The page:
Our advocacy toolbox is equipped. As has been true through the years, the Society’s Legislative Council and the more recently formed Economic Affairs Committee are composed of exceptionally experienced and committed pathologists who convene as the need arises – which can be, particularly during a busy legislative session, on very short notice, within the day – to consider the issues and options facing the Society and determine its direction.
The decision two years ago to engage a lobbyist group has been crucial, providing the Legislative Council with additional information, including granular and potentially critical movements in the legislative process and regarding key legislators germane to a given issue or bill.
Just as UHC’s Beacon program is a prime instance of the novel efforts by insurance companies to cut payments, it also illustrates that advocacy can be effective. A year ago, following initial discussions between the TSP Economic Affairs Committee (EAC) and UHC and Beacon, an indefinite delay in the rollout of Beacon in Texas was announced. The Legislative Council seized the opportunity to work toward a legislative fix. While none of the bills that might have served this function passed in the particularly contentious 2017 Legislative Session, TSP’s Legislative team did achieve significant education and consensus building on the issue within the broader “house of medicine”, as well as education of legislators, laying vital groundwork for the ongoing battles.
And those efforts continue, as expected. Since then, we have seen the rollout of what EAC chair Greg Hostler refers to as “Beacon light,” requiring preauthorization for a broad array of molecular testing. Meetings with representatives of UHC to discuss concerns with this program are underway.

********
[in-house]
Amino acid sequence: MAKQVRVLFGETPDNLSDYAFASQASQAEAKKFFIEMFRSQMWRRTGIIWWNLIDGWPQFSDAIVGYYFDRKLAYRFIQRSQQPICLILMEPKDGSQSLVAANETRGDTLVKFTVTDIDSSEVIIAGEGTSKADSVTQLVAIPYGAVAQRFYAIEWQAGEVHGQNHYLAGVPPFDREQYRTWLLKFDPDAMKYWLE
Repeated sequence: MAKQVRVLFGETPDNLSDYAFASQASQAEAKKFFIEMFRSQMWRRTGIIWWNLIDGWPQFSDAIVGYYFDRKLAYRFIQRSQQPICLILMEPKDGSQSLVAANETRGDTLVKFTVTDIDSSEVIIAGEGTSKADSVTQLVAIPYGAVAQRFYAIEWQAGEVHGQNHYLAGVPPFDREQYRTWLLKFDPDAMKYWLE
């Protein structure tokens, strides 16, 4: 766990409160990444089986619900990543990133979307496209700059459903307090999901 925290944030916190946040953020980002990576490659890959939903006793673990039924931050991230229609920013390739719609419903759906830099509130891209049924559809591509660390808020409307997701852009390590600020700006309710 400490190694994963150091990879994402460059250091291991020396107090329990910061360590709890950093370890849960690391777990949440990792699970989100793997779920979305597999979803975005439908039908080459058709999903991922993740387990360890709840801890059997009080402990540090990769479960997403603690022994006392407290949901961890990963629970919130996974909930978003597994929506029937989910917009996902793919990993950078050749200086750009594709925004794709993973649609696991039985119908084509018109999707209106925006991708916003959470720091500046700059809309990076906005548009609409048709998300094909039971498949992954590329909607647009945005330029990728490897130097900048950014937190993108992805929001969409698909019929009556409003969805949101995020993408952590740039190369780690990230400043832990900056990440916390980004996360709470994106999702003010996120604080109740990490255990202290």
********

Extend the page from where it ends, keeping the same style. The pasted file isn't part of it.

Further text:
And the membership is committed, pulling together in ways that reflect Texas pathologists’ recognition of the value of the work of the Society. The stepped up advocacy of our era requires effort and experience, and it requires numbers to increase our voice, and it requires money. Necessity is the mother of invention. We cannot hope for problems to disappear, only that the appearance of new problems will engender creative efforts to meet them. To this end, the TSP Board initiated a group membership program in 2017. Participation has increased the Society’s membership, which as of this year has met and exceeded the lofty goal set by illustrious past TSP president Dr. Joe Saad: a goal of 1000 pathologists by 2021.
The new membership goal is 100% of Texas pathologists. The work continues.
Finally, the advocacy work of the Society is essential. But of course the Society is, and does, so much more. At our annual meetings we come together for formal updates on advances in practice, and we learn from each other in informal conversations, all to the end of making ourselves ever better pathologists, the better to serve our patients. We celebrate our shared history, and recognize and are inspired by our remarkable colleagues, at the Andujar and Caldwell dinners. And we are heartened by the brightness and earnestness of our junior members, who continue to break new ground. This is exemplified in the work of Dr. Adam Booth and the Digital Content Subcommittee team. Dr. Booth, a UTMB resident, and his team comprised mostly of residents, in a terrific example of inter-institutional collaboration and can-do accomplishment, produced a resoundingly successful TSP Twitter account that saw a more than 8-fold increase in followers in 2017. The Digital Content team is letting world know of the quality and vibrancy of Texas pathology and this year, coordinated by Dr. Ziad El-Zataari, will surely continue to grow the TSP’s social media presence. If you’ve never logged into Twitter, the time is now! https://twitter.com/TexPathol
We don’t choose the times we live in. We can only choose to engage in the battles and the opportunities that come our way. It is a great honor to serve as President of the Texas Society of Pathologists. We have a top-notch leadership team in the Board, Councils and Committees. And we have the benefit of the hard work, born of a mix of realism and optimism, of those who have come before us. Today, as nearly a century ago, Texas pathologists are at the table, taking those opportunities, sharing our expertise, and playing our part in shaping the development of our times. As Jonas Salk knew, “The reward for work well done is the opportunity to do more.” And so, together, we continue.
Bekra Yorke, MD
President, Texas Society of Pathologists